# Iris Recognition: Techniques, Stages and Databases

## General Overview

Iris recognition is a biometric modality and automatic verification technique that allows identifying a person by the unique parameters — patterns, coloration — of their iris. The first iris recognition algorithm was postulated in the early 90s by John Daugman, which led to the debut of the early iris scanners in 1999.

Iris recognition appears quite promising due to a number of benefits:

• Contactless method. A person does not need to physically touch a scanner to get verified.
• Operation speed. Verification takes two seconds on average.
• High accuracy. The iris offers 250 verification key points for one eye and 500 key points for two, resulting in a false acceptance chance of 1 in 1.4 million. Fingerprints are typically identified with only 16 key points.
• High uniqueness. It is reported that ‘chaotic morphogenesis’ greatly contributes to unique iris morphology that is never shared even by identical twins.

Due to its advantages, iris recognition is implemented in various security systems and governmental programs, including India’s Aadhaar program. At the same time, it faces numerous barriers — spoofing attacks or visual noises — which challenge accuracy of the method. A group of techniques has been developed to solve these issues.

## Standard Structure of an Iris Recognition System

Even though different iris recognition systems can use distinctive tools and techniques, they tend to share the same basic structure:

1. Image acquisition. The system strives to obtain a high-quality iris image, which in most cases is under Near-Infrared (NIR) illumination.
2. Preprocessing. It includes two stages: a) Segmentation focuses on isolation of the iris from the eye image. In some cases periocular regions can also be isolated. b) Normalization compensates for the size variations of an eye pupil: shrinking caused by illumination changes, and so on.
3. Feature encoding. Iris parameters are extracted with the help of feature analysis in the form of binary codes (digital biometric template).
4. Matching. Finally, the system compares parameters of the scanned iris with the biometric templates stored in its memory.

Apart from these basic stages, some systems may have extra steps to complement this four-step algorithm.

## Iris Databases

The first publicly available iris dataset CASIA v.1 was released in 2003 by the Chinese Academy of Sciences. The first iris recognition challenge dubbed ICE occurred in 2005 featuring its own collection of iris image samples. Since then, a large assortment of iris datasets has been accumulated for training and testing purposes.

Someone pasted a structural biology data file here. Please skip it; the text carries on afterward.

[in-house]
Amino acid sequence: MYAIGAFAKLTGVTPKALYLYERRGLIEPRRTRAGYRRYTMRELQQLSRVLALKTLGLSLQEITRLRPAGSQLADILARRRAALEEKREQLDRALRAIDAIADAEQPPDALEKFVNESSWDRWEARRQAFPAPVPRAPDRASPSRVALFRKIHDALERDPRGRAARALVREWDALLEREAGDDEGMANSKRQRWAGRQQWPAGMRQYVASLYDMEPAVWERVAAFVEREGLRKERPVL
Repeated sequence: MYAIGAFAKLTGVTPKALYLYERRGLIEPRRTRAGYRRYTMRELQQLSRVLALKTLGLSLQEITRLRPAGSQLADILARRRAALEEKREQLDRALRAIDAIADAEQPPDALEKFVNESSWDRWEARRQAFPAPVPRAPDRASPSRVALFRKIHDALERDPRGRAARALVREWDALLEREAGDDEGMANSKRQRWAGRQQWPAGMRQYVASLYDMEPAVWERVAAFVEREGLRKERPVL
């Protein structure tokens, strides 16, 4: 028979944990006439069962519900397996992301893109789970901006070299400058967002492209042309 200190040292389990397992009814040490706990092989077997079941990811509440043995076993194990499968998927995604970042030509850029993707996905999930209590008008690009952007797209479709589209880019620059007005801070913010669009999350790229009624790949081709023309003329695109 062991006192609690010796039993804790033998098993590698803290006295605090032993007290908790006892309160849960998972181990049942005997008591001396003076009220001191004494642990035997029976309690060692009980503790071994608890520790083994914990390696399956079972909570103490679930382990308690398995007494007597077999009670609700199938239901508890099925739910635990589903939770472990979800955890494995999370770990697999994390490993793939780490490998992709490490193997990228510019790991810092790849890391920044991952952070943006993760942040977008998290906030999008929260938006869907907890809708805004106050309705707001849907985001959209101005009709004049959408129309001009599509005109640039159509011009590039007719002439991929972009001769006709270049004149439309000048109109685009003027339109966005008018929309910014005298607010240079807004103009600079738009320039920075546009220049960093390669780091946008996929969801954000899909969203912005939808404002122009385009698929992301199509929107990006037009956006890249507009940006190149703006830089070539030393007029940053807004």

Iris databases primarily focus on two essential aspects:

• Intrinsic properties. These are parameters that belong to a certain technology or process: type of the sensor, illumination conditions, iris size, and so forth.
• Extrinsic properties. They imply conditions/parameters of an individual usage case: spoofing attacks, images obtained in an uncontrolled environment, aging or degradation of the human iris, etc.

CASIA datasets are highly popular due to the wealth of samples adjusted to emulate different scenarios and their also availability (see here on how to get CASIA databases). Other popular instances include UBIRIS v.2, MICHE DB, CISP, VISOB 2.0, ND-CrossSensor-2013, and others. All in all, there are about 158 iris datasets both private and publicly available.

## Iris Recognition Stages

Technically, iris recognition includes the following stages, some of which were already mentioned in the iris recognition system structure:

### Acquisition of iris image

Iris image acquisition is usually performed under the Near-Infrared illumination (in 700–900-nm band) — the idea was voiced by John Daugman in his work. Visible light is seen as an unfavorable condition: eye melanin — responsible for the eye color — tends to naturally absorb light, which obscures a subject’s eyes making it burdensome or even impossible to localize pupils and irises. Visible light, however, can be used in the smartphone iris recognition scenario.

### Preprocessing

Preprocessing includes Segmentation and Normalization.

#### Segmentation

Segmentation means localizing iris (and its patterns) from the entire eye image. There are various methods to achieve that. A lot of solutions employ Daugman’s classic method, which uses an integro-differential operator capable of detecting eyelid boundaries.

Circular Hough Transform and Hysteresis thresholding are also used for segmentation as they can detect edges of the iris. Another method utilizes Gaussian smoothing function together with histogram equalization to increase the iris image contrast. After this is done, segmentation is achieved through application of Canny edge detector and probabilistic Circular Hough Transform.